We express ourself through language. For linguists to consider words a language, the words must not only be spoken but written and follow a grammar, those rules that people follow when using the words.

Regardless of linguists, whether written, spoken or sung, following rules of grammar or not, words can be astonishingly powerful. They combine to tell stories that transport you across time and space, to Heaven or Hades or Hell or any place in between, real or fantastical, where you can eavesdrop on any manner of conversation between all sorts of creatures. Words can also mislead, misguide, take you to some very dark places of hurt and humiliation, causing irreparable damage to an individual, a group, a country, the planet.

Yet, we trust our words, trust that they will express our inner self or at least our projected self. And we take words for granted, filling our mind, our eyes, and ears, following the signs, reading the propaganda. Yet in our world of 24/7 texting, news, RSS, email, books, magazines, letters, and yes, even personal blogs and websites, to my little mind, words remain somewhat suspect; limited and highly susceptible to those bendy-flexy technologies depending on the originator or user of the word(s).

The fact is, words can fail. They can fail to convey a feeling because not all feelings lend themselves to translation into a word or grouping of words.

There’s help, though. Our language (Canadian-American English) does contain shortcuts in the form of cliches, or song lyrics, poems posters and greeting cards. Cultural, iconic words and phrases that work…sort of. It seems we repeat ourselves a lot, too. Or at least the British do: in English of ALL the words there are to use, about 87,ooo are used more frequently.  The word HOPE is number 534 on the list of most used words.

I suspect that the words we use to describe how we feel is far fewer than 87,000. It’s funny how few of them seem to float by when they are needed most to describe just what we are feeling and what we want a least one other human to truly know. It’s also curious how, having a command of a language, knowing its words and its grammar rules doesn’t necessarily make it any easier to communicate a feeling, or foster mutual understanding. If you don’t believe that, I DOUBLE DARE you to do ONE of following:

1. Write a seven-minute speech for someone you’ve never met (your new boss) that will get the audience to believe caring for someone they do not know — and giving money — is a good thing; OR

2. Go fall in love and describe what you are feeling to someone who either has never been in love, or thinks falling in love is somewhat akin to insanity.  (Which it is, but that’s another topic for another day);  OR

3. Describe that moment in meditation or running or deep interpersonal intimacy when you are transported outside of yourself to someone so that s/he knows what you are talking about.

I DARE you. If you find the words that express precisely what you feel, that captures in totality all that you feel and completely satisfied that you have communicated your sensory and emotional experience, please let me know the combination of words you found.

You see, there are shadowy gangs wandering the many worlds we inhabit that few ever glimpse: users of words, wordlords, word mistresses, shapers of words, wordsmiths, wordsharks, word warriors, word sculptors, word worriers. Artists, angels, devils and thieves. Some with honour, many without. Using a language, using words may be little more than blurting out information. However, information is not communication and informing is not communicating and what you communicate might not be what you intended, no matter how dumbed down, plain-languaged, 1984’d an explanation or group of words might be. (grammar rule broken here)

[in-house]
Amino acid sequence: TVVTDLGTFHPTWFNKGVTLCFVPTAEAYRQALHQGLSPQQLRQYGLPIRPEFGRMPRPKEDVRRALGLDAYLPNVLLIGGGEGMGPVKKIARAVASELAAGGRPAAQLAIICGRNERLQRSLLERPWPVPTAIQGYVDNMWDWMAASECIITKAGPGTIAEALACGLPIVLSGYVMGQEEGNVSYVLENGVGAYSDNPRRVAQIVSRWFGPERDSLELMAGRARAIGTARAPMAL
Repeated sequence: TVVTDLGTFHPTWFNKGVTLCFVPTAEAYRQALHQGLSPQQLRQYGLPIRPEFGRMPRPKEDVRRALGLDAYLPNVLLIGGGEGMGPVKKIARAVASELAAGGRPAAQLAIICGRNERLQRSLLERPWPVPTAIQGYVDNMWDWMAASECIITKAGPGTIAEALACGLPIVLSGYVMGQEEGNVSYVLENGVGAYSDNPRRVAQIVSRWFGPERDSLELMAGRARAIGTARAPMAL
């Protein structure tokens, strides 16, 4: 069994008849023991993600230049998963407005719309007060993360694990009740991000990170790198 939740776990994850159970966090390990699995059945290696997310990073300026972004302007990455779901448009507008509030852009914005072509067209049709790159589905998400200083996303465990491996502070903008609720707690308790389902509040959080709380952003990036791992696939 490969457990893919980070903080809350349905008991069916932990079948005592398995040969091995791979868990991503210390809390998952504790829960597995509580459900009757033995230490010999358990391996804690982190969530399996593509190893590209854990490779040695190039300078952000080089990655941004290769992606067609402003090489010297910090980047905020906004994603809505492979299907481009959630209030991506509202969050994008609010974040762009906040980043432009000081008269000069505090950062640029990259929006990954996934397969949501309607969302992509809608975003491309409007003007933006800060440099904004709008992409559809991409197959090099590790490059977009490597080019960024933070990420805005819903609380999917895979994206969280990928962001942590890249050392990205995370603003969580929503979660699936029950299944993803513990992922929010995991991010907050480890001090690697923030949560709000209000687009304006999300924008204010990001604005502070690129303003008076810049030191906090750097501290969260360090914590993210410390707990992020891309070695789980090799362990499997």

Words fail, and fail often. Conveying a feeling may be beyond the reach of many words. COnsider that certain pieces of music evoke emotional responses that defy description in words. Certain pieces of visual art. A poem. Walking along and finding yourself at the edge of the Grand Canyon. Seeing a marble sculpture whose texture just begs to be licked. A scene in a play or a film or photograph that takes your breath away. Or makes you ill. The Northern Lights. Seeing the skyline of your city as the plane begins its descent toward land after being away for a while. A sip of delicious wine. Amazing chocolate. Skin. A baby’s laugh. Dogs playing. Cats purring. A sigh. The day your dog discovers snow! That moment of AHA!! Tears, whether friends, family or strangers, and always, always a loved one’s tears. When you find your favourite things changed without letting you know. Finally getting that yoga pose that was impossible two months ago. Knowing that if THIS doesn’t work, THAT will.

When words fail, use colour. Hum. Sing. Dance in the rain. Hug. Cry. Smile. Hold hands.  Howl with the dogs. When words fail, listen to the door of a whole other expression.   And please let me know how it goes.


‘When I use a word,’ Humpty Dumpty said in rather a scornful tone, ‘it means just what I choose it to mean – neither more nor less.’ ‘The question is,’ said Alice, ‘whether you can make words mean so many different things.’ ”   – Lewis Carroll


About FS

Toronto, Canada. Writing about slices of life, the moments and minor details of which come into awareness or out of imagination and the spaces inbetween.
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